16. The method of claim 13: wherein the textured surface of the substrate includes a flat surface portion that defines a contact area and the designable pattern feature includes a protrusion that defines the location of the electrode line; and wherein the pressing the mold having the designable pattern feature into the resist layer includes aligning the protrusion with the contact area.

17. The method of claim 13 wherein the providing the semiconductor substrate having the textured surface includes performing a nanoimprint lithography process and an etching process on a surface.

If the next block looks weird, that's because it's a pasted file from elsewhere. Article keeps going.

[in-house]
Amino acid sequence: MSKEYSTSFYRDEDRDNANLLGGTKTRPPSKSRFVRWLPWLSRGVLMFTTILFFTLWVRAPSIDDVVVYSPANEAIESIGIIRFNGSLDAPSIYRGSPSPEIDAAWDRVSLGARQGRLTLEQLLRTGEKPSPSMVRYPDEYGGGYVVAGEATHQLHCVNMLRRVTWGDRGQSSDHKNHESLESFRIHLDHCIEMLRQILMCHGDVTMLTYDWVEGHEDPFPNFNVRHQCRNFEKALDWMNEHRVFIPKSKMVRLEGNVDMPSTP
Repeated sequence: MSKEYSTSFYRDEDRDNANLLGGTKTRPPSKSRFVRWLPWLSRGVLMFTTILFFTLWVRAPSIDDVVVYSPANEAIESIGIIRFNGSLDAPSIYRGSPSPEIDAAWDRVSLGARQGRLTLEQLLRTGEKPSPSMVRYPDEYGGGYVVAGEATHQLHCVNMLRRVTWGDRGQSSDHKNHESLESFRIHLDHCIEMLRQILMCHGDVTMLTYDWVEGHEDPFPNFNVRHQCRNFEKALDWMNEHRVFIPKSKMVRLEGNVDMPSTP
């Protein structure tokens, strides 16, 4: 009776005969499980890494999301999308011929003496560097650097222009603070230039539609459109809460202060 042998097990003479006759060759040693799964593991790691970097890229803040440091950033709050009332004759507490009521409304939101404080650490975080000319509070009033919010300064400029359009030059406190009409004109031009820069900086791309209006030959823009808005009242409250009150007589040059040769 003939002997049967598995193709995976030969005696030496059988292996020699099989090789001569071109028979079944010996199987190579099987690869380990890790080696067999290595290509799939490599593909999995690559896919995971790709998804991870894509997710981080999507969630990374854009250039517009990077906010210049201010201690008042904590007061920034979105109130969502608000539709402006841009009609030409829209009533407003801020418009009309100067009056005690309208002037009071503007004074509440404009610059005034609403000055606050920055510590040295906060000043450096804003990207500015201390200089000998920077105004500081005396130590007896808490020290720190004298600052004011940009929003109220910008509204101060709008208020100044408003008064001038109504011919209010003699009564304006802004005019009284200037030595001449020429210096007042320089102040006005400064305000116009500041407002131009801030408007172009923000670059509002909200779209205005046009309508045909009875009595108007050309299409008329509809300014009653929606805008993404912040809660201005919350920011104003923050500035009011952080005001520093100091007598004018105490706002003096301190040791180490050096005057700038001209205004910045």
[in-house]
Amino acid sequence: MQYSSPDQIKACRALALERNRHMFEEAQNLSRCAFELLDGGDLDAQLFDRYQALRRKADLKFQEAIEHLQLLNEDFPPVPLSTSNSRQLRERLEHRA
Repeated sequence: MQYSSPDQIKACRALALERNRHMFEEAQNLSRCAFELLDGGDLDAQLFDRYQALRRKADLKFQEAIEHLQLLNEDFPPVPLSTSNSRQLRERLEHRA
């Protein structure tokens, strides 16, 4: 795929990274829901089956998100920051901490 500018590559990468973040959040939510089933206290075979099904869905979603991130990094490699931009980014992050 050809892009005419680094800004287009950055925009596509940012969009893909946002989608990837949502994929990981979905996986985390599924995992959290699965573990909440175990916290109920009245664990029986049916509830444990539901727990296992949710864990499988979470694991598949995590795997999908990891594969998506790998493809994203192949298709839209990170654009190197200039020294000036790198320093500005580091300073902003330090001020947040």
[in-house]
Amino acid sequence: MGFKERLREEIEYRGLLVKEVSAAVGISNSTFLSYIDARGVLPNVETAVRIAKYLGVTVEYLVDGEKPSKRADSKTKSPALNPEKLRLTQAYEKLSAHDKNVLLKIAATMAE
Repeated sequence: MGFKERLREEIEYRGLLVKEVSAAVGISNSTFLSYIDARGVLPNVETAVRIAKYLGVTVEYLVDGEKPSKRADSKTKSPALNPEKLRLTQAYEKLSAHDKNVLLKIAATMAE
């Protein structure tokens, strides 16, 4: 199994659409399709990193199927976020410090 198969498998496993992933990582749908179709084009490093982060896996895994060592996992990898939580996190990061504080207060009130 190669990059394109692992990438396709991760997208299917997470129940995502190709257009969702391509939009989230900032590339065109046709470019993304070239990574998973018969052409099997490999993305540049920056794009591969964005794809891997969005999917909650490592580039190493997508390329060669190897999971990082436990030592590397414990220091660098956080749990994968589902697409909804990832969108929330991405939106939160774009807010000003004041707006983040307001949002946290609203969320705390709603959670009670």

18. A method comprising: providing a semiconductor substrate having a first surface and a second surface opposite the first surface; forming a trench in the semiconductor substrate, wherein the forming the trench includes performing a nanoimprint process, thereby exposing a portion of the semiconductor substrate, and performing an etching process on the exposed portion of the semiconductor substrate, thereby forming the trench in the semiconductor substrate, the trench extending into the semiconductor substrate from the first surface but not penetrating completely through the semiconductor substrate from the first surface to the second surface; doping a portion of the semiconductor substrate defining the bottom of the trench, thereby forming a selective emitter region in the semiconductor substrate within the trench; and filling the trench with a conductive material over the selective emitter region, thereby forming a buried contact.